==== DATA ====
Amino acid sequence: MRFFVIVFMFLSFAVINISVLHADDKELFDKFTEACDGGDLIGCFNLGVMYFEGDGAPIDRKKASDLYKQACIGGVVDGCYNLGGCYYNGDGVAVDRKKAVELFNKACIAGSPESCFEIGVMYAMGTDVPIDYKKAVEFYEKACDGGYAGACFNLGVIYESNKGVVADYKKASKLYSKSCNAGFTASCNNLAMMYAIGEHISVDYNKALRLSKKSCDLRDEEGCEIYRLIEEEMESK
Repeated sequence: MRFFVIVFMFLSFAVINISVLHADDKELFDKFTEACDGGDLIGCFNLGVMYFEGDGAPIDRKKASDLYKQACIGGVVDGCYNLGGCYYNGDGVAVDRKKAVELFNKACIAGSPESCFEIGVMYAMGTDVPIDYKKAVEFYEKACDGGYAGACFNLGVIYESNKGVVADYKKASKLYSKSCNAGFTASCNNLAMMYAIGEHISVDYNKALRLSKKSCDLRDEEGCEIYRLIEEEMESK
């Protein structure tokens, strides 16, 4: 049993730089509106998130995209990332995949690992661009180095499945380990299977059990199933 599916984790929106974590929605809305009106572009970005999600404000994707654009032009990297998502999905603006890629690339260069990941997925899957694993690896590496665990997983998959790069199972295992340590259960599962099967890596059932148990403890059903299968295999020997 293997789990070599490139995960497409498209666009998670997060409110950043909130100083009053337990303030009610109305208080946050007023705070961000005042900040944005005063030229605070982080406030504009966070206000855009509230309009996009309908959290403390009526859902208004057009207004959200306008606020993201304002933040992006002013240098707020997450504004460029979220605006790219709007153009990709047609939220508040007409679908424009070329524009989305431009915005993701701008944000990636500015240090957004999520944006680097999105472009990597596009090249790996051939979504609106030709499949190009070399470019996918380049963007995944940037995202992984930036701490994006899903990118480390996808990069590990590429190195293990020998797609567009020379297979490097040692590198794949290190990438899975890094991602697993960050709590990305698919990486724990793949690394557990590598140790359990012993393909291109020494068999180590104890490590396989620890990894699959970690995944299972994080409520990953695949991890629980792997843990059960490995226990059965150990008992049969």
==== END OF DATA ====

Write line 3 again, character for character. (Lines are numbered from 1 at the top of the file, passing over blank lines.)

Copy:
């Protein structure tokens, strides 16, 4: 049993730089509106998130995209990332995949690992661009180095499945380990299977059990199933 599916984790929106974590929605809305009106572009970005999600404000994707654009032009990297998502999905603006890629690339260069990941997925899957694993690896590496665990997983998959790069199972295992340590259960599962099967890596059932148990403890059903299968295999020997 293997789990070599490139995960497409498209666009998670997060409110950043909130100083009053337990303030009610109305208080946050007023705070961000005042900040944005005063030229605070982080406030504009966070206000855009509230309009996009309908959290403390009526859902208004057009207004959200306008606020993201304002933040992006002013240098707020997450504004460029979220605006790219709007153009990709047609939220508040007409679908424009070329524009989305431009915005993701701008944000990636500015240090957004999520944006680097999105472009990597596009090249790996051939979504609106030709499949190009070399470019996918380049963007995944940037995202992984930036701490994006899903990118480390996808990069590990590429190195293990020998797609567009020379297979490097040692590198794949290190990438899975890094991602697993960050709590990305698919990486724990793949690394557990590598140790359990012993393909291109020494068999180590104890490590396989620890990894699959970690995944299972994080409520990953695949991890629980792997843990059960490995226990059965150990008992049969």